...Look no further. Mitford knew noblesse oblige being, as she was, in the upper class department and it shows throughout this book. Her obvious research and her ability to tell a good story make this a fairly brilliant place to start to get an understanding of Louis Dieudonne.

It is not highly in-depth and lacks details ie. about Anne of Austria, Louis XIII, the wars and policies. However I think for this is Mitford deliberately choosing to stay focused on the man and what he did domestically and socially leaving Philip Erlanger et al to deal with the politics.

The style of the book is textbook. It has a large number of pictures to go with the text and is written simply and to the point. This I'm assuming is the reason my eight year old nephew read and liked it whereas if he had read Erlanger he'd have been bored. And Mitford's Sun King is certainly not boring.
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2 of 2 people found the following review helpful
4.0 out of 5 stars Very readable introduction to Louis XIV 2 Oct 2011
Nancy Mitford's biography of Louis XIV is rather gossipy in tone; you can almost imagine that she's writing about people she's actually met, but very readable (probably because of the gossipyness). Unlike other biographies I've read there were no references although there was a list of sources used at the back of the book. This, taken together with the way Nancy Mitford writes, makes it very difficult for the reader to tell which bits (if any) are speculation on the author's part or disputed by other biographers.

Having said that, I think this makes a very good introduction to the court of Louis XIV. Throughout the book there are illustrations in both black and white and colour of the Royal family, courtiers and, of course, Versailles. There's also a fairly detailed family tree which is an absolute must when it comes to keeping track of who's who because of the similarities of name and title. It was a very engrossing read and it certainly helped this reader get her head round the different Louis' of the time.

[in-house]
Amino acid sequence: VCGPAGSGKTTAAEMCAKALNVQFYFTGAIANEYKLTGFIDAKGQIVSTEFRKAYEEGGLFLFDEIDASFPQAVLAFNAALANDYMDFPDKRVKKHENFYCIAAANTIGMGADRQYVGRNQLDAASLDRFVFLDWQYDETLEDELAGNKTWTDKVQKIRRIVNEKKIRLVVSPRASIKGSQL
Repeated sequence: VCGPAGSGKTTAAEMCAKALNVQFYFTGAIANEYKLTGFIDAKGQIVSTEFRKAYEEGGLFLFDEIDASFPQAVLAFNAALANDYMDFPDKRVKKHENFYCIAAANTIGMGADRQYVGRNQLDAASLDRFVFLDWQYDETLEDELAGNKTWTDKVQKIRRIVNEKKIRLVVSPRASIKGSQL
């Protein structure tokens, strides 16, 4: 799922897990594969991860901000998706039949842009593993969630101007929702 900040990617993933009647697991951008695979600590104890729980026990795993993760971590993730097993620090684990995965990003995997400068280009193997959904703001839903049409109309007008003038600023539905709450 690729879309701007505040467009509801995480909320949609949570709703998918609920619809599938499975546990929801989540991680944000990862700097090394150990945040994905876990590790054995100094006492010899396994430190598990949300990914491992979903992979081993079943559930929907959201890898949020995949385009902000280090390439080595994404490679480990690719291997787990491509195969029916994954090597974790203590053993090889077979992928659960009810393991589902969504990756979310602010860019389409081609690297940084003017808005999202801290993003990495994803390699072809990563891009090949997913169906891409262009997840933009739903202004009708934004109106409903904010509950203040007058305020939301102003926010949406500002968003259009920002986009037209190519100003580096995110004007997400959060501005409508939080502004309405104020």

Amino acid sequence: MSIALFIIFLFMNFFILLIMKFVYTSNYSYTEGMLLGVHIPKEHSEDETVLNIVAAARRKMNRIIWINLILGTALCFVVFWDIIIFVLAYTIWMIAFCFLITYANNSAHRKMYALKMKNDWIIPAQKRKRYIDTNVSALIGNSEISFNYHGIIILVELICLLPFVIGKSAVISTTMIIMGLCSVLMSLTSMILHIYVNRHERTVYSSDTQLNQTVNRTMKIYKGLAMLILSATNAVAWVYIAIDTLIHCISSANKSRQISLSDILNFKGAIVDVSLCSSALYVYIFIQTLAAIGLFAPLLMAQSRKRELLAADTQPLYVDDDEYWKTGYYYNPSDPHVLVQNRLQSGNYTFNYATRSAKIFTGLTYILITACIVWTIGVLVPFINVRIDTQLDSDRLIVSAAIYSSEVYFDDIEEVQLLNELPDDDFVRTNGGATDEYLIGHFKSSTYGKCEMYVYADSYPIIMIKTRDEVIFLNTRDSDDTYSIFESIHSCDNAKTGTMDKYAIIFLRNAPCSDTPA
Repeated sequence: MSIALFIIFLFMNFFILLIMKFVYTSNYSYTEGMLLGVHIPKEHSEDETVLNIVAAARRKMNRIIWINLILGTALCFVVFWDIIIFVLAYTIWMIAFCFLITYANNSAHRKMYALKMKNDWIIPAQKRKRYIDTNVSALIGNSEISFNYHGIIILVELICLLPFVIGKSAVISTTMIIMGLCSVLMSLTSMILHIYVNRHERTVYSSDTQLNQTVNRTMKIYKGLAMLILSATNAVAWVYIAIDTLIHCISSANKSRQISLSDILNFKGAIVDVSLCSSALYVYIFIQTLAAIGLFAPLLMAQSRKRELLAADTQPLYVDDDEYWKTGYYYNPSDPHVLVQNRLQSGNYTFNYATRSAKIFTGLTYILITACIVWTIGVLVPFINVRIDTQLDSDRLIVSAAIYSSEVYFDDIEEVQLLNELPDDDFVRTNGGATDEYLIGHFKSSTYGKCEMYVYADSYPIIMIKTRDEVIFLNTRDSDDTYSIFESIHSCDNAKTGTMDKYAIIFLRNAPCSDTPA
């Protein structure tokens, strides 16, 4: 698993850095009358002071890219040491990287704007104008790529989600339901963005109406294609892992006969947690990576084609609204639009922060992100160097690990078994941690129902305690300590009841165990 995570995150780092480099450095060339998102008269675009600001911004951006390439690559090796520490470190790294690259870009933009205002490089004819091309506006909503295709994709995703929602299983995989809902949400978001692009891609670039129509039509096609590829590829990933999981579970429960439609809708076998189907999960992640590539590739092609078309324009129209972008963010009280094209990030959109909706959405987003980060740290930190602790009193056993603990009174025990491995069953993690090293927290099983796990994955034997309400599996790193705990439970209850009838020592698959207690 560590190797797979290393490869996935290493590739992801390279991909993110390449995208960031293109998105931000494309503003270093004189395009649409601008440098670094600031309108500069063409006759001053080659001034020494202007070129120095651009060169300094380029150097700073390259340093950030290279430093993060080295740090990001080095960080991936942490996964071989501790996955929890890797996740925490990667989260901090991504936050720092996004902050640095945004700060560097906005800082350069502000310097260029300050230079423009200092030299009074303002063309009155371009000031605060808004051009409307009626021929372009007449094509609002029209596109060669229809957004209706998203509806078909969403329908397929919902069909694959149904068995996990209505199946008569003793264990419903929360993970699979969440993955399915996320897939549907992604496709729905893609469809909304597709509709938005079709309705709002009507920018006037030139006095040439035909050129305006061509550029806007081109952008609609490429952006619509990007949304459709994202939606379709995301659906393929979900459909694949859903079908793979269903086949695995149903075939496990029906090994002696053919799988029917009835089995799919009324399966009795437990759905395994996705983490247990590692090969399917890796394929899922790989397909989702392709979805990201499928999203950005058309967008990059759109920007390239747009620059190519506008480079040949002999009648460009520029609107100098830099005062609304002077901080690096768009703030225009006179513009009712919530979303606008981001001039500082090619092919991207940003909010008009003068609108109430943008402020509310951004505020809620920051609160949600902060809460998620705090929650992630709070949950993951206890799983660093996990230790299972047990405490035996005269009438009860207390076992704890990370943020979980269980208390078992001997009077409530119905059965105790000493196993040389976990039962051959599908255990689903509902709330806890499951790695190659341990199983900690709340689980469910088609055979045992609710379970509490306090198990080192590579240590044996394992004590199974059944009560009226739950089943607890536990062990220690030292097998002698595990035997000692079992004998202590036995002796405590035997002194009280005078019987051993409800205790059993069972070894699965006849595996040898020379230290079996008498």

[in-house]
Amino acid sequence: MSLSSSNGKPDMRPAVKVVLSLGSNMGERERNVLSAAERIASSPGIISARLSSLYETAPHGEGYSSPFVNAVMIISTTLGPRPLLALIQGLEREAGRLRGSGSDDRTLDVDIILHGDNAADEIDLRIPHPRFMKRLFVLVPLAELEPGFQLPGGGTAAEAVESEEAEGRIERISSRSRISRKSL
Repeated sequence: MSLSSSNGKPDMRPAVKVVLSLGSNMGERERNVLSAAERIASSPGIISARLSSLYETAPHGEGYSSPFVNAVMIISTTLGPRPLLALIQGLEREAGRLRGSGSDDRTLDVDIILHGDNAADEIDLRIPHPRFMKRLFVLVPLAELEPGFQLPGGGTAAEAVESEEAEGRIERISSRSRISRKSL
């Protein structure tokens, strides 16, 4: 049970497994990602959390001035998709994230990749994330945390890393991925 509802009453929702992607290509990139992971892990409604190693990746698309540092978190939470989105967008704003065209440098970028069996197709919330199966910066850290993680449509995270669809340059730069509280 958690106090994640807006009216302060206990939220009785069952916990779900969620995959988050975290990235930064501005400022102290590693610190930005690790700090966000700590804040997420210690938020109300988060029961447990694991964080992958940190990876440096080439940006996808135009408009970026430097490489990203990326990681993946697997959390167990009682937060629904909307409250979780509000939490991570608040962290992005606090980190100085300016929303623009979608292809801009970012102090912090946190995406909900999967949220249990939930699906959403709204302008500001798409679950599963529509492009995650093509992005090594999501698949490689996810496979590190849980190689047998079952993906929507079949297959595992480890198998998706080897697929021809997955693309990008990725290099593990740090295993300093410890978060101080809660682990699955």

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2 of 2 people found the following review helpful
5.0 out of 5 stars Nancy Mitford is a must 22 May 2011
This was a very well written and witty book. I often read history books (which is, of course, useful being a history student) and they are usually pedantic, dull, and incredibly long-winded. An English lecturer once bewailed that historians have a certain way of writing. They do. Long and boring usually. Every so often a fast and vibrant history book with come winging its way into one's lap and this is one of them. Nancy Mitford's writing style is fresh, funny, and has personality but stays with the facts. The only other history writer to engage me fully was perhaps A.N. Wilson (writer of The Victorians and After The Victorians). Both writers tell you what happened as though they are sat right before you filling your head full of studies and personalities that have fascinated them which, to me, is what reading history should be like... it definitely should not feel like a chore.

From reading this book and becoming enthusiastic about Ms Mitford's style of writing within the context of historical tomes I've purchased her 'Madame de Pompadour' book and shall soon be obtaining a copy of her work on Frederick the Great.

In short this was a great read; fast, fresh and intriguing!
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5.0 out of 5 stars A good read... 31 May 2014
Format:Kindle Edition|Verified Purchase
Well written, interesting and fun. Nancy Mitford brings the period back to life and recreates the atmosphere and intrigues of one of the most famous kings of Europe.